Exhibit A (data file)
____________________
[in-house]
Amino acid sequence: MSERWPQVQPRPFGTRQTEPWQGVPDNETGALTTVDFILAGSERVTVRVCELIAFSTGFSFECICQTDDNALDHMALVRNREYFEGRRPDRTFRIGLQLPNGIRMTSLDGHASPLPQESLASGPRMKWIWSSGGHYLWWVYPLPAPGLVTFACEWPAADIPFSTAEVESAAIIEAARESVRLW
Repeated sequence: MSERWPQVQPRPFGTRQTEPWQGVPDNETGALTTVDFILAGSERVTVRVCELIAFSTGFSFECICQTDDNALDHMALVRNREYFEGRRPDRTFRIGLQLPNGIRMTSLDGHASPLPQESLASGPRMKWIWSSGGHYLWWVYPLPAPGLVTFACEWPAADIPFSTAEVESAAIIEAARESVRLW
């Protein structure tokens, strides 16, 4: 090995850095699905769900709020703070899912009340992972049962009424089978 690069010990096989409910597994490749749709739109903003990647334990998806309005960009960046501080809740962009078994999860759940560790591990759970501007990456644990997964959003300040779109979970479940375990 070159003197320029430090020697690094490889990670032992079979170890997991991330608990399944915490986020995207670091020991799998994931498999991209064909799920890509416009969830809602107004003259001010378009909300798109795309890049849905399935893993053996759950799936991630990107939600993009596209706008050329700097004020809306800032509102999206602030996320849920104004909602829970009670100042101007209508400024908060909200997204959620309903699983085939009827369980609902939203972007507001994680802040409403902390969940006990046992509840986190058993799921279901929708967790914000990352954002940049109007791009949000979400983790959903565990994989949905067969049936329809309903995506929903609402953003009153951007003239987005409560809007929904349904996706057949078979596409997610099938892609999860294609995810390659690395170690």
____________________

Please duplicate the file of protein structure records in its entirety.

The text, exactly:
[in-house]
Amino acid sequence: MSERWPQVQPRPFGTRQTEPWQGVPDNETGALTTVDFILAGSERVTVRVCELIAFSTGFSFECICQTDDNALDHMALVRNREYFEGRRPDRTFRIGLQLPNGIRMTSLDGHASPLPQESLASGPRMKWIWSSGGHYLWWVYPLPAPGLVTFACEWPAADIPFSTAEVESAAIIEAARESVRLW
Repeated sequence: MSERWPQVQPRPFGTRQTEPWQGVPDNETGALTTVDFILAGSERVTVRVCELIAFSTGFSFECICQTDDNALDHMALVRNREYFEGRRPDRTFRIGLQLPNGIRMTSLDGHASPLPQESLASGPRMKWIWSSGGHYLWWVYPLPAPGLVTFACEWPAADIPFSTAEVESAAIIEAARESVRLW
């Protein structure tokens, strides 16, 4: 090995850095699905769900709020703070899912009340992972049962009424089978 690069010990096989409910597994490749749709739109903003990647334990998806309005960009960046501080809740962009078994999860759940560790591990759970501007990456644990997964959003300040779109979970479940375990 070159003197320029430090020697690094490889990670032992079979170890997991991330608990399944915490986020995207670091020991799998994931498999991209064909799920890509416009969830809602107004003259001010378009909300798109795309890049849905399935893993053996759950799936991630990107939600993009596209706008050329700097004020809306800032509102999206602030996320849920104004909602829970009670100042101007209508400024908060909200997204959620309903699983085939009827369980609902939203972007507001994680802040409403902390969940006990046992509840986190058993799921279901929708967790914000990352954002940049109007791009949000979400983790959903565990994989949905067969049936329809309903995506929903609402953003009153951007003239987005409560809007929904349904996706057949078979596409997610099938892609999860294609995810390659690395170690």